So my Ms Ego was very well stroked. How validating it was to be the go-to person for the difficult and complex cases that other people didn’t want to touch.

The thing about Ms Ego was that she brought up a lot of conflict in me.

I had big desires to step back from my large caseload but boy, it felt good to be so in demand.

I just assumed that people would hear that I had a team and start referring to them because of their implicit trust in me – well, no. That is not what happened.

 Marketing your team requires an active strategy and I found it really hard to implement one when I was used to just saying “yes” to every referral that came my way. This is something I still struggle with now – despite having come a long way since then – I am still working on getting down to an ideal caseload of no more than 5 people at a time. I’ve even spent time on creating a referral “checklist” that I have to run through mentally before I say yes to a new referral (although there are still times when my “yes” monster beats me to the punch. It’s a work in progress).

 It’s a vicious cycle to be stuck in – you can’t market a team when your caseload is so full that you have no time to work on your business.

It takes a conscious effort to quiet down your “yes” monster and the scarcity monster that comes with saying no so that you have the time and space to create something bigger. I know that many of us are used to feeling overstuffed with our clinical load because overwhelm and working frantically makes us feel like we are working hard to pay our bills.

Having room to breathe is sometimes really uncomfortable.

The question I would ask you, if you identify with this, is to sit down and reflect on what matters more to you in the long term. It is inevitable that self-sabotage will pop up – you’re human. But is it worthwhile to sit with the discomfort of saying no, of not being the one to fly in and solve everyone’s problems for once, to achieve those dreams you have of freedom, flexibility and fulfillment?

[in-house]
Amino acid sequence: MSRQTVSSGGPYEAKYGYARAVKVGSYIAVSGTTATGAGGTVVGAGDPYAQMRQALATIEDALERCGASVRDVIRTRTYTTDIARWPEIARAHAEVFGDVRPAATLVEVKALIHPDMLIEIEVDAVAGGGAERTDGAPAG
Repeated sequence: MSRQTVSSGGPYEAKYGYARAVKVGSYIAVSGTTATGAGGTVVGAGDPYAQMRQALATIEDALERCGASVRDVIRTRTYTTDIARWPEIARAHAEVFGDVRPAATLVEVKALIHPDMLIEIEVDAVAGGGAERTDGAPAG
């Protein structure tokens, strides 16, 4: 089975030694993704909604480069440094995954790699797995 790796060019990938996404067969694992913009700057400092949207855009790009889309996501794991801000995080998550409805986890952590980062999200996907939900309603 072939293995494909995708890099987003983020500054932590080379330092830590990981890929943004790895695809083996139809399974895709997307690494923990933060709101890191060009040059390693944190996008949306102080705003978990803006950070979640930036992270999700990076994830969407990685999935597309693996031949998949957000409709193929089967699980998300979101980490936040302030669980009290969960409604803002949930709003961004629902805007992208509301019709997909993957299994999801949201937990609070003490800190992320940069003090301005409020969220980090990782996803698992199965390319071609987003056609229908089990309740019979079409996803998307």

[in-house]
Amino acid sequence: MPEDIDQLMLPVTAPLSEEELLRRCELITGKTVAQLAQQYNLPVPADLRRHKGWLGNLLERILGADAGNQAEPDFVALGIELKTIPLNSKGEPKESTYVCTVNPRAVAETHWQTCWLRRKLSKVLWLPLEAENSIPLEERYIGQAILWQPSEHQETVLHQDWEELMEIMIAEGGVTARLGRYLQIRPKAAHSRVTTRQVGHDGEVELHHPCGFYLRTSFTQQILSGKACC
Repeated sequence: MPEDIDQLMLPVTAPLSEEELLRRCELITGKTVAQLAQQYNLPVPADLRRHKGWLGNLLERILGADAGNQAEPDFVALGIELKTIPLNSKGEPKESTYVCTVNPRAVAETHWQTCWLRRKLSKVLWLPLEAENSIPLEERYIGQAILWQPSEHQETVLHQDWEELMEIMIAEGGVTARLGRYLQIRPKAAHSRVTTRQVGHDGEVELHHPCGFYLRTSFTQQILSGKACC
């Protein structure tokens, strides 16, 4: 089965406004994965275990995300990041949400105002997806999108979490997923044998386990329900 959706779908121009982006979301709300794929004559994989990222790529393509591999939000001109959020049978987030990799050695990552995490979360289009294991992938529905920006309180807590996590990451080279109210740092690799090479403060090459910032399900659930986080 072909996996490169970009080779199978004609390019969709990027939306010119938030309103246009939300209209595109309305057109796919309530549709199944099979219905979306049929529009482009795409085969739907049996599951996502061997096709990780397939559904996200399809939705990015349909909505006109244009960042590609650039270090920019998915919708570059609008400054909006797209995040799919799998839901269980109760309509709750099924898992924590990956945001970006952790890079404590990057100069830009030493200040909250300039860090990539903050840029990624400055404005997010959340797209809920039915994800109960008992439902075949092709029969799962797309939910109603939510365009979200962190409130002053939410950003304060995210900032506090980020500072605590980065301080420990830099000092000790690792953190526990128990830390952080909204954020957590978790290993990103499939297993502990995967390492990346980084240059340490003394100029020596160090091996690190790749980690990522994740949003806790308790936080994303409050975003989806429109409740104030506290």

If you really want this, go further and create a plan for how you’re going to manage the “yes” and scarcity monsters when they rear their heads again. How will you tame them?

 

Lesson 3: There’s a fire over there! (Oh wait. I did that)

Remember that vicious cycle we spoke about in lesson 2? It happened because my fear of saying no (and some ego) kept me in dealing with minutiae and spot fires in my business. It is incredibly hard to break out of overwhelm when you’ve lost the forest for the trees, going from one emergency to another.

Being in a state of constant reactivity meant that I lost my vision for the future and totally stopped marketing my business. This was fine while my caseload was high, but as those cases progressed, cash flow dropped off. This was terrifying for me.

My challenge to you is to try to recognise the self-defeating patterns of behaviour that keep cropping up in the decisions you make each day about your business.

For me, it was a tendency to say yes, to want to fix things for everyone and… part of me really liked being the go-to person. I was the queen of bandaid solutions in my own business when I encouraging the exact opposite thing for my clients.

A huge step forward came for me after I recognised the need for to rip the bandaids off and bring in a full time, onsite practice manager. This was also very terrifying for me because I knew that some big costs were coming as part of bringing on a salaried employee.

Here came my scarcity monster again – afraid to spend money on something my business so sorely needed so that I could have the room I needed to grow (and breathe).

Ripping off bandaids is SUPPOSED to hurt! (For a little while – if you’re bleeding, you’ve done something wrong!) Ripping them off isn’t fun but if you want to position yourself for growth and tame the spot fires, you must do it.

Where are the bandaids in your business right now?

Join Cathy Love and I for a candid talk about the warts and all of having a private practice – and how you can thrive. Click here to save your seat.

Here’s to your success,

jologo